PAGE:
What to eat: We usually can’t resist a taco –or three — at Los Tacos No. 1, but equally Dizengoff’s Za’atar Chicken or a warm bowl from Very Fresh Noodles vie for our attention. The Lobster Place has great soups and fresh sushi, and if you are packing up for home don’t miss the cheeses, handmade pasta, and other Italian Specialties at Bounitalia.
Pipsqueak tip Seating everywhere in the market is super-limited, and the restrooms can have long lines, but are equipped with a changing table in both the men’s and women’s rooms. The Highline, though close, is also short on seating, but there’s a small park across the road on the 10th avenue side which is convenient for picnicking.
MoMA – Museum of Modern Art
Everybody knows seeing modern art can work up an appetite, check out —
This upscale Indian is a surprisingly great option for families looking for a lunch near Columbus Circle. Attached to the Parker Meridien hotel, this branch of the New Delhi fine dining restaurant will delight taste buds and imaginations at all ages
What to eat? Delicate papas and chutney, or hearty soy keema to start, and don’t miss a taste of pastrami kulcha — NY fusion comfort food, followed by makhan malai for dessert.
If you’re in a hurry and don’t need a proper sit-down meal, we recommend some of the tastiest fast food in the city. It’s also one of the few chains where you can buy beer!
What to order The Liang Pi noodles and lamb burgers. (The “S” in burgers is not a typo. You can eat more than one.)
Pipsqueak tip Toddlers will give the cold noodles and soups a big thumbs up. Also, you can control the spice level, if necessary. Just ask for zero spice.
Much like the Morgan Library in which it resides, the Morgan Dining Room is a compact, but refreshing affair in a relative dining and cultural desert. It gives off an air of refinement, housed in the former family dining room of the J. P. Morgan mansion. The tight space means the Morgan Cafe in the bright atrium is a better bet with kids. Note it is lunch only.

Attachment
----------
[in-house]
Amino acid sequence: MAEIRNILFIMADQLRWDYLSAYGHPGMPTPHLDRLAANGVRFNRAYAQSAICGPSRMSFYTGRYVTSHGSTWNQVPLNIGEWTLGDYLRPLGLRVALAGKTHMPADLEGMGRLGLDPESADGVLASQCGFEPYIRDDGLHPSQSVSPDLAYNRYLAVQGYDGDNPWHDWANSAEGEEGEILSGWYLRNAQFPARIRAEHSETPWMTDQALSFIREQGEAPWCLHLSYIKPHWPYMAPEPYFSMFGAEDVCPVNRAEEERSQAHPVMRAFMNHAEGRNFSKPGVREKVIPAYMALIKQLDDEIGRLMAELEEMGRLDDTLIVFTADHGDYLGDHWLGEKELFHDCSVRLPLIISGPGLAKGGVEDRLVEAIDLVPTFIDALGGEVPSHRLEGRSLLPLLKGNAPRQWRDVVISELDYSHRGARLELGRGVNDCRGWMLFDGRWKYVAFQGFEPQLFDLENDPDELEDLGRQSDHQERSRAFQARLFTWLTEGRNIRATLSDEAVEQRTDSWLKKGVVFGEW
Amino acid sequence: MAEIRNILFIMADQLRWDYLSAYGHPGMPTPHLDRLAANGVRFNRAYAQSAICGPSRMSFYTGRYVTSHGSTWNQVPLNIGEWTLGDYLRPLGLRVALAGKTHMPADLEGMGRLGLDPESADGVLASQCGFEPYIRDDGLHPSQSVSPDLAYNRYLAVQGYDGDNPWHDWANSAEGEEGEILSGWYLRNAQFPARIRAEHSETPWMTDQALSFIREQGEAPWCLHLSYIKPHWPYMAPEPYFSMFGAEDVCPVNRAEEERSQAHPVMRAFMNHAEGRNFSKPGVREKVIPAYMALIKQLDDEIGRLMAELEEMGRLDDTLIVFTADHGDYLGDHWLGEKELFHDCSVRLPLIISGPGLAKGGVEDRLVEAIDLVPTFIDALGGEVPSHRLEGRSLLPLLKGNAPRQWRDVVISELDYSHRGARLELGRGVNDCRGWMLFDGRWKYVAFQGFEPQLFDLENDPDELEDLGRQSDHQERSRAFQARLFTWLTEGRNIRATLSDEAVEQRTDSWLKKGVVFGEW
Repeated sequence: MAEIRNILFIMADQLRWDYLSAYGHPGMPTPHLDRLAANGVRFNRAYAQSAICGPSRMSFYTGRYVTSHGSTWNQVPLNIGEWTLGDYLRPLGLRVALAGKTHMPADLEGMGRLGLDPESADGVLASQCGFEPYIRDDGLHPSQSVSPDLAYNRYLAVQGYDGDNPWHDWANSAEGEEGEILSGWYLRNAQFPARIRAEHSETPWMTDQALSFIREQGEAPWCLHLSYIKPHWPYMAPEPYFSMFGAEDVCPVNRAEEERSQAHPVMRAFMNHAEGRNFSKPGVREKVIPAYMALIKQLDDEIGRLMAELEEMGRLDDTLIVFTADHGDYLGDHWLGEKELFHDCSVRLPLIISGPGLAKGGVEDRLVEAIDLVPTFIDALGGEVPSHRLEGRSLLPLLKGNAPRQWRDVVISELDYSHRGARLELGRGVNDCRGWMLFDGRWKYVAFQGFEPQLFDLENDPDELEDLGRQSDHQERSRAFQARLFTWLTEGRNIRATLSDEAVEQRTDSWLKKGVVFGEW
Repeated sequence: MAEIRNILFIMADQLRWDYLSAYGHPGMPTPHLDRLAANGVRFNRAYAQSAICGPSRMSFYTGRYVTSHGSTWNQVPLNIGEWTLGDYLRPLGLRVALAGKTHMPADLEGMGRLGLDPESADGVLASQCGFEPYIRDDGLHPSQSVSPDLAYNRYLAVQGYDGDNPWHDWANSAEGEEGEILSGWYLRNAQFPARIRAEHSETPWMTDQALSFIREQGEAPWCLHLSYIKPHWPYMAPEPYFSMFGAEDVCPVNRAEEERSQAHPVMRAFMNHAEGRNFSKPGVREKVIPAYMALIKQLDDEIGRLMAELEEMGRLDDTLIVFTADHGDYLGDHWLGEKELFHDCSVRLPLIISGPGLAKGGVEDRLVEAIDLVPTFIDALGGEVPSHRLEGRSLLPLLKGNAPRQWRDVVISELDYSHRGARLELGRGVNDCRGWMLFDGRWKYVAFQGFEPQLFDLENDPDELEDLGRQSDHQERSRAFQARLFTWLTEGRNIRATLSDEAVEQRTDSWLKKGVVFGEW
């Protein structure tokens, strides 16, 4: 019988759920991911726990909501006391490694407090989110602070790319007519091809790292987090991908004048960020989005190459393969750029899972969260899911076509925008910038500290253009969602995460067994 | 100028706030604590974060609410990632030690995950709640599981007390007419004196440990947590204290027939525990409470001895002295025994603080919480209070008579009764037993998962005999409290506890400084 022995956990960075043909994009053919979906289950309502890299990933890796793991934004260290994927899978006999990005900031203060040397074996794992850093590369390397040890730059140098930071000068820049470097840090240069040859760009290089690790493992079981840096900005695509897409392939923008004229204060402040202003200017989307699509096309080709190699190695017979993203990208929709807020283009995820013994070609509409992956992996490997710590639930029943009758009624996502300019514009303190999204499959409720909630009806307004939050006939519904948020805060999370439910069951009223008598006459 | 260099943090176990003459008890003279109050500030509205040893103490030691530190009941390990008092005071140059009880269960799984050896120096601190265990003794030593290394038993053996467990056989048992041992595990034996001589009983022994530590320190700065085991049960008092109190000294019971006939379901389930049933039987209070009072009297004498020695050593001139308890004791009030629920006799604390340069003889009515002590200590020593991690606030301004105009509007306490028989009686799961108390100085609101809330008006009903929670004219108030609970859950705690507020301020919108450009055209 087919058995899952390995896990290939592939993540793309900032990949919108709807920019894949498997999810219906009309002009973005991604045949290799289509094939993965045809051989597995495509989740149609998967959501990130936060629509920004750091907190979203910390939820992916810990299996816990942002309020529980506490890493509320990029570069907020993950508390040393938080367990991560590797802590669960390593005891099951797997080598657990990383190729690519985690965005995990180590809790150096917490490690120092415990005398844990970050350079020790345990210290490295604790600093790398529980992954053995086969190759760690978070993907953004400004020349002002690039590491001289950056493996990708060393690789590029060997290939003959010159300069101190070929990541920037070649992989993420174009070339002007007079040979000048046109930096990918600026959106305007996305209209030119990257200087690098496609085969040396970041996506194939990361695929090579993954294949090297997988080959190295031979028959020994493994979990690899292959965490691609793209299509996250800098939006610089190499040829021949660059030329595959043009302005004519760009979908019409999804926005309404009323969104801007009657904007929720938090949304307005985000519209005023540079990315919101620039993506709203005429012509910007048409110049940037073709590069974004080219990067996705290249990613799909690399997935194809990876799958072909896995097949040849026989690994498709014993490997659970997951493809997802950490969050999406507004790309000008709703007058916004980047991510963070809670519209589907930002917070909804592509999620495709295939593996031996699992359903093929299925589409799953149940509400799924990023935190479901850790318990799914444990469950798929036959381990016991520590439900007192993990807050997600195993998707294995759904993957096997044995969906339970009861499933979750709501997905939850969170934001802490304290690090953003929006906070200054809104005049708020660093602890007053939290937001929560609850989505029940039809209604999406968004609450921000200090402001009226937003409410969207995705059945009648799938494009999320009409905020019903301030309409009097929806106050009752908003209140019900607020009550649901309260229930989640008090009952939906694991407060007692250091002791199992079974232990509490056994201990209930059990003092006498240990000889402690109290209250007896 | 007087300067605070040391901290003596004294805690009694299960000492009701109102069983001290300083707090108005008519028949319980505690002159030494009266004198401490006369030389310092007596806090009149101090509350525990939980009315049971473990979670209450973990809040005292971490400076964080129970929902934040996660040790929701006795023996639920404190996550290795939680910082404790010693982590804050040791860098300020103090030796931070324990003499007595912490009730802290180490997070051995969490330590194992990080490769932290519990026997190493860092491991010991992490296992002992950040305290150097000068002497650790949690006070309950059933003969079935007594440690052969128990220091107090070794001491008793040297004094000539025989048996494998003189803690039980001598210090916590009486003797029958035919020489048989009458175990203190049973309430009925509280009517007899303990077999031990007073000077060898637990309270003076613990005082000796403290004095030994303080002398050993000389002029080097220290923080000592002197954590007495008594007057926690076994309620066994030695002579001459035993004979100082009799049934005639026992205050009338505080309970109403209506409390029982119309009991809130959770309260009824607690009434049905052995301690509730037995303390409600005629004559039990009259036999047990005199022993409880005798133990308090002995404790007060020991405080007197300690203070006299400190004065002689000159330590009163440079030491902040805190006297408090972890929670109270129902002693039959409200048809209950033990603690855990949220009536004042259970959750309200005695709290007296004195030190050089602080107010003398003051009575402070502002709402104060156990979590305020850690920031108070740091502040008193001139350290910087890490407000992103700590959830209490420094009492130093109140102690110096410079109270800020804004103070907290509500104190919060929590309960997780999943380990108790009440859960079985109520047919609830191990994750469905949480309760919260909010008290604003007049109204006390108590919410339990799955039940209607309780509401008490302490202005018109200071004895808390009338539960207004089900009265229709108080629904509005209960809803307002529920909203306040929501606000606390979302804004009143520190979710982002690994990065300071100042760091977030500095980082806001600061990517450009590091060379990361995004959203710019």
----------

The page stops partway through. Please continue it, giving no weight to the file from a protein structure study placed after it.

What to eat: Both menus claim inspiration from early 20th century cuisine. And both are short, focused on nice salads and a few mains in the dining Room and a burger in the Cafe. The afternoon tea with an assortment of sandwiches and sweets is always a fun family option.
Museum of Food and Drink (MOFAD)
As a family of discerning taste, head out to Williamsburg, Brooklyn and check out the compact, interactive and informative Museum of Food and Drink, and then choose from some of the best restaurants in New York to dine at —
Obviously everyone knows Brooklyn is a culinary destination, but Lilia has taken the borough, and Italian food, to a whole new level. It deserves all the critical acclaim it has received with incredible pastas and delicious small dishes of antipasti and fish. Although be warned, once you or your child tries the ruffled mafaldini pasta with pink peppercorn and Parmigiano cheese, you’ll dismissively throw any other pasta on the floor and demand to eat only Lilia’s.
Pipsqueak tip If you go early, or reserve in advance, try to snag the dining alcove to the left of the entrance to reduce the chance of disturbing other diners. Or better yet, when it’s nice out, eat al fresco and run around and scream to your hearts content!
If you are looking for a petting zoo you will be severely disappointed, but if you want inspired Peruvian food in a bright, modern space then Llama Inn at the edge of Williamsburg is for you. The food pops with bright, crisp flavors. The ceviches and tiradito are delicious. It’s mostly small-plate dishes so get a bunch and have your little one pick out the corn here, the quinoa there that she craves. Rumor has it that the yarn art on the wall is actually llama llama’s deconstructed red pajamas.
Pipsqueak tip You can walk up to the bar and watch the chefs at work, calming and entertaining for young and old alike.